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United States Department of Agriculture

Agricultural Research Service


item Mikha, Maysoon
item Vigil, Merle
item Liebig, Mark
item Wienhold, Brian
item Bowman, Rudolph
item Mcconkey, Brian
item Deibert, Edward
item Pikul Jr, Joseph

Submitted to: Agronomy Abstracts
Publication Type: Abstract Only
Publication Acceptance Date: 7/20/2003
Publication Date: 11/2/2004
Citation: Mikha, M.M., Vigil, M.F., Liebig, M.A., Wienhold, B.J., Bowman, R.A., Mcconkey, B., Deibert, E., Pikul Jr, J.L. 2004. Great plains soil quality assessment project: soil chemical properties. Agronomy Abstracts. Presented at the Annual American Society of Agronomy Meeting (ASA), November 2003. Denver, Colo.

Interpretive Summary:

Technical Abstract: How soil is managed in regional cropping system can have long-term affects on soil and environmental quality. This study examined the effect of different cropping intensity on selected soil chemical properties in established (since 1991) cropping system of Great Plains and western Corn Belt. Soil organic C (OC), total N (TN), particular organic matter (POM), inorganic N, electrical conductivities (EC), and soil PH, were evaluated at 8-sites with 2 different cropping intensities within each site (traditional and alternative cropping system) for 4-yr (1999 to 2002). Result of this study indicated that no-tillage (NT) and/or elimination of fallow treatment with alternative cropping systems significantly (p<0.05) improved OC and TN (0-7.5 cm depth) in 5 out of 8 study sites (Akron, CO, Bushland, TX, Fargo, ND, Mandan, ND, and Swift Current, SK). Although there was no significant effect due to different management systems at Sidney, MT, alternative system improved soil OC and TN by 42% and 47%, respectively, compared with traditional system. The same pattern was almost observed with POM (0-7.5 cm depth), where it was significantly (p<0.05) greater at 4 out of 8 study sites (Bushland, TX, Mandan, ND, Sidney, MT, and Swift Current, SK). No consistent pattern was observed with soil EC and PH due to different management practices. However, soil EC explained almost 50% of the variability of soil inorganic N at 0-7.5 cm depth.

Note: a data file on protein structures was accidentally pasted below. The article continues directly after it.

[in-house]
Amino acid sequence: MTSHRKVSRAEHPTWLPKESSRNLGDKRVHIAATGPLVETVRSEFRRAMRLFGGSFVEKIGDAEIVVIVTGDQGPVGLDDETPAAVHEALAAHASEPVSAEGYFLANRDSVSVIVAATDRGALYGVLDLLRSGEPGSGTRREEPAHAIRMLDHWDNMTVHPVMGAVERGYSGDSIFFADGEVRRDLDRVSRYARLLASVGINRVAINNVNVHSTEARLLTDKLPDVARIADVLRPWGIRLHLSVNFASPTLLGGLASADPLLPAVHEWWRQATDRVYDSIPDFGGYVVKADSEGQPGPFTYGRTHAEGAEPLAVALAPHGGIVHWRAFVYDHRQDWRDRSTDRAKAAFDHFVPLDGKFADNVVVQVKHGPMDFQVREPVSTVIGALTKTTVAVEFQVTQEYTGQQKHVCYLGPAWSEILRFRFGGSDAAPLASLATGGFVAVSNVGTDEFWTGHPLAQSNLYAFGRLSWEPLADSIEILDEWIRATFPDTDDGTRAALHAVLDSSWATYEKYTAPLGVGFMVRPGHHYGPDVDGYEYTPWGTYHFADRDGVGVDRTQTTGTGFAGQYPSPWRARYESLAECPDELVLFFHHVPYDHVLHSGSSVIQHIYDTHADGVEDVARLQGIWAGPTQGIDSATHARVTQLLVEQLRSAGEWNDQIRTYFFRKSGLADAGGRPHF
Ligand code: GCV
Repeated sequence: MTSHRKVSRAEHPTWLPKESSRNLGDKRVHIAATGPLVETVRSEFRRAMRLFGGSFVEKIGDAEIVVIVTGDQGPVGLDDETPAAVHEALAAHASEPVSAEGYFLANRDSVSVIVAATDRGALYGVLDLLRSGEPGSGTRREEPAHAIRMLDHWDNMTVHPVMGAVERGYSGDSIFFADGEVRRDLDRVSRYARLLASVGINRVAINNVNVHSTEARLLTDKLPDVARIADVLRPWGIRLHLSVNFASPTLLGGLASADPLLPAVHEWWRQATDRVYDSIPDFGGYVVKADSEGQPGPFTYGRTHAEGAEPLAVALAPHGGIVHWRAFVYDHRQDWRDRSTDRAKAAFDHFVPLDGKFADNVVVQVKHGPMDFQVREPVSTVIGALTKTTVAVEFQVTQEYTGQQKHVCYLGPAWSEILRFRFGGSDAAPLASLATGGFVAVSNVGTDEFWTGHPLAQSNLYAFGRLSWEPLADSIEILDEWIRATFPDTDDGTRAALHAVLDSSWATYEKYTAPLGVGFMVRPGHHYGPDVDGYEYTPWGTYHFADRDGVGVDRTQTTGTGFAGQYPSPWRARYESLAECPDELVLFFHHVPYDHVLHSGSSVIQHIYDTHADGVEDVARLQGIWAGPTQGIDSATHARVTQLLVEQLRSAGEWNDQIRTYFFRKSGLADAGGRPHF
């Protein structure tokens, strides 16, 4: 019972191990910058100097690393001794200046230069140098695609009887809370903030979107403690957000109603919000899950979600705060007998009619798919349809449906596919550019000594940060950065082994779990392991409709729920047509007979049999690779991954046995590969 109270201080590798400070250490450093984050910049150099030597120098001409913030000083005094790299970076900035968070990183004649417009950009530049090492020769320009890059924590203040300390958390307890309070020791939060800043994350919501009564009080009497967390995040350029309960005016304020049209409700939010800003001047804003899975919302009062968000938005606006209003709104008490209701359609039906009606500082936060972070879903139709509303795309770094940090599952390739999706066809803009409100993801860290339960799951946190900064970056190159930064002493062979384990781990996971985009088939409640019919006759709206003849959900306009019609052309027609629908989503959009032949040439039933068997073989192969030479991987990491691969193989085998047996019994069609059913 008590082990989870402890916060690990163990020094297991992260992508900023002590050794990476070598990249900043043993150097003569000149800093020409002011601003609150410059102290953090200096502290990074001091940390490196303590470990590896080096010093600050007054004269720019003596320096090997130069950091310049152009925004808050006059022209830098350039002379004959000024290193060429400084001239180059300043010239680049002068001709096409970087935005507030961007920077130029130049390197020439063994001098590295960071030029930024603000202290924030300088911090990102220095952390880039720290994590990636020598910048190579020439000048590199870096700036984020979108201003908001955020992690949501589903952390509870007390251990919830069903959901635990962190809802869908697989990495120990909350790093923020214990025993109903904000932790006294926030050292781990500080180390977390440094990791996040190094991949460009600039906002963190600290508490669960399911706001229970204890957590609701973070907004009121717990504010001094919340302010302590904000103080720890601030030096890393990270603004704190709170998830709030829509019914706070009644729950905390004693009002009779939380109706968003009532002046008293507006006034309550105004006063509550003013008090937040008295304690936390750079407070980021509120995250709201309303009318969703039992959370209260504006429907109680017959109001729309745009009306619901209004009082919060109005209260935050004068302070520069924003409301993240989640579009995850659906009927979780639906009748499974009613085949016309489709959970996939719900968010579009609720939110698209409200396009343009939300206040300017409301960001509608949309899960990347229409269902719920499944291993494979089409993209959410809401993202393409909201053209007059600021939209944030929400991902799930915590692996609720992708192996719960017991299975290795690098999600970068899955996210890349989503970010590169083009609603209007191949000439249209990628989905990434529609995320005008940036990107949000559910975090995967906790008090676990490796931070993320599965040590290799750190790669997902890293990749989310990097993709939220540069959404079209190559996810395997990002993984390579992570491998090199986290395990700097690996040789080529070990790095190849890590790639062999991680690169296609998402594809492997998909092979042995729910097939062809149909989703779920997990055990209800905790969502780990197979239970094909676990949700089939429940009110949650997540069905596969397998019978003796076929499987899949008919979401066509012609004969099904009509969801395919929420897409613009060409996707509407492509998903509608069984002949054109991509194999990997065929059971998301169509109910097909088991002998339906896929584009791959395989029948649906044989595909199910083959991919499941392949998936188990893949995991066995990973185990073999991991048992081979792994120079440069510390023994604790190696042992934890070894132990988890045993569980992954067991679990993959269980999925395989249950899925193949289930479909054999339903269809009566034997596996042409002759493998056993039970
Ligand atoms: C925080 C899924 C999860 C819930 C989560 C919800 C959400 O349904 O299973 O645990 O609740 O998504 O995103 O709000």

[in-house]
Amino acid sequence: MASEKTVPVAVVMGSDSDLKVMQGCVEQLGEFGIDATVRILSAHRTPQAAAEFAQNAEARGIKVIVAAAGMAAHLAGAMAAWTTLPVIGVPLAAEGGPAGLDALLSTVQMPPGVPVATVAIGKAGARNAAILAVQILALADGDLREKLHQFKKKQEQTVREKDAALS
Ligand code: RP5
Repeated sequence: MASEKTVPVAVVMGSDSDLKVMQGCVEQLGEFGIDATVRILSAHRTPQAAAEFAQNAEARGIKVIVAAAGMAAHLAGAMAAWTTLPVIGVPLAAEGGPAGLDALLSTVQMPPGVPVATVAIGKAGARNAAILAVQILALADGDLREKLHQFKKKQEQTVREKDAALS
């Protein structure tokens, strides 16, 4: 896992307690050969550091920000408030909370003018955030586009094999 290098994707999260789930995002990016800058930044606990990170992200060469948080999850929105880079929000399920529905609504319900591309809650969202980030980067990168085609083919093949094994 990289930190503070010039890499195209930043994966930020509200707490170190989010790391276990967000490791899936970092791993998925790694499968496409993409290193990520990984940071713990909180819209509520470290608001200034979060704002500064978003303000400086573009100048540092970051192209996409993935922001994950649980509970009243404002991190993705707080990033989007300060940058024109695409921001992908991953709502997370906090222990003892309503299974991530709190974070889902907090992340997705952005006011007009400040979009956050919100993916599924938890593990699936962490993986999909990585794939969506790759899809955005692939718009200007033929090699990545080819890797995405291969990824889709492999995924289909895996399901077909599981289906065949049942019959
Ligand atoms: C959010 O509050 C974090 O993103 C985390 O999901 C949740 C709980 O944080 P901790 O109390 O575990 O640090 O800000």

Last Modified: 10/17/2017
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